A British bishop once quipped when wondering about the impact of his ministry: “Wherever Paul preached he started a riot, and wherever I preach they throw a tea party….”
The words spoken by way of accusation against Paul and the Christian message are entirely true: “These men who have turned the world upside down have come here also…saying that there is another king, Jesus.” (Acts 17:6) Do we believe as readily as they did the truth of this statement?
Indeed, in Jesus, God has moved and acted in a way that has changed everything. Psalms 70 and 71 begin with cries for deliverance, help, rescue, shelter, and – in Jesus, the only true King – God hears the cries of his people and he intervenes to save. Through his cross and resurrection he saves in a once-and-for-all way, and he makes known that he is the once-and-for-all King, never to be replaced or dethroned.
A new and glorious reality is here, and yet to some degree we live in an in-between time. There is so much that is not right in the world around us and so much that is not right in our own hearts. Some refer to this as “the now-and-not-yet”.
The reformers spoke of the paradox that as Christians we are simultaneously saints and sinners: forgiven, restored and justified by God (saints) and yet in practice often failing, faltering, falling (sinners). All true – yet in the faith and preaching of the earliest Christians, the joy of our new reality in Christ shines though.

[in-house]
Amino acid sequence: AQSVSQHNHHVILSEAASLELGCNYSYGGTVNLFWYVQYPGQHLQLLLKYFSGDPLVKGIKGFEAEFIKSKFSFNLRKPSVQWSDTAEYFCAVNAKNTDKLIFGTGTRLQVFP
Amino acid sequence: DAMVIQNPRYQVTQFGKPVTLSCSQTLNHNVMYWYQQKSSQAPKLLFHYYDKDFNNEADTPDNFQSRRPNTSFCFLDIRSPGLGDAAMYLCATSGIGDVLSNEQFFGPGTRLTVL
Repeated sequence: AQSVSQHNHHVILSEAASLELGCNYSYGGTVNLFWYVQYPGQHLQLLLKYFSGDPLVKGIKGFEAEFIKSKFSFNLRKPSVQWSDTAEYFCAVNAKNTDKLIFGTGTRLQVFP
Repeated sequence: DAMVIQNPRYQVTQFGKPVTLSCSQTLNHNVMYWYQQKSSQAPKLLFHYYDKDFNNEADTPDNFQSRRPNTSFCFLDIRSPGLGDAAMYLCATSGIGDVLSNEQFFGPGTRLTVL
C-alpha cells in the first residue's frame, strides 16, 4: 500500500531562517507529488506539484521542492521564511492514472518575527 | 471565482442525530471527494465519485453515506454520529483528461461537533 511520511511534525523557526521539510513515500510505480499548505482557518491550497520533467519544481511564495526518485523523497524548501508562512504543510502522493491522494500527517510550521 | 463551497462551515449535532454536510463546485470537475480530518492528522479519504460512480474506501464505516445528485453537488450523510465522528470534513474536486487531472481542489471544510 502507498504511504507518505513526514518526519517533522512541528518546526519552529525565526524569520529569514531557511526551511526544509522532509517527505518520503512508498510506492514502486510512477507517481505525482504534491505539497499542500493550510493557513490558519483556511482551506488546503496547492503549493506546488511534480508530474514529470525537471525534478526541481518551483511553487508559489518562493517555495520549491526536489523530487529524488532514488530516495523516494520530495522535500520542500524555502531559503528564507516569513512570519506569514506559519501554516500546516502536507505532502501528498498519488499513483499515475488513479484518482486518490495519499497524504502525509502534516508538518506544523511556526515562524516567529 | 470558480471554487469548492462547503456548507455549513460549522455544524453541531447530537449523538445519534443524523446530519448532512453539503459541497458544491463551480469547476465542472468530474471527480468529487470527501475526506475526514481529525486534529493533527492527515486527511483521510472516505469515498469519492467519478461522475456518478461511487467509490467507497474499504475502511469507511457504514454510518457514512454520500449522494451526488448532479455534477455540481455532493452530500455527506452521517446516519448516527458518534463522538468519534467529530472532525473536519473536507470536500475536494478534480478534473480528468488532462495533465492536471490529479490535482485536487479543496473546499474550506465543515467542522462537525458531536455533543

The preaching of Paul and the early Christians is wonderfully winsome and convincing. They delight in the fact that their hope is in God and not in themselves, that a holy God has loved and sought sinful people such as them and made them new. They share with simple freedom the good news that God fulfills his promises, not trying to make the message profound or give it power – because it has real, inherent power.
They proclaim that in Jesus’ suffering, death, and resurrection God enters, forgives, and frees those whose trust is in him. We see what it looks like when people turn to the King and find they are free, forgiven and loved beyond their merits and beyond their wildest dreams, and the reality of this good news compels them out into the world.
Perhaps you need your world turned upside down (or right side up?) Perhaps you’re weary of trying to hold it all together (or at least looking as if you do?) Perhaps you’re weary of being competent, in charge, “master of all you survey”? Perhaps you’re weary of being a mess, out of control, swirling and spinning, tossed to and fro?
If any of these words are true for you and you’re in need of having your world radically realigned, there is good news: Look to Jesus and be saved.
The love and power that changed the lives of the earliest Christians is the same power that seeks us today. Jesus the King, crucified and risen, source of our life and hope, continues to seek and to save.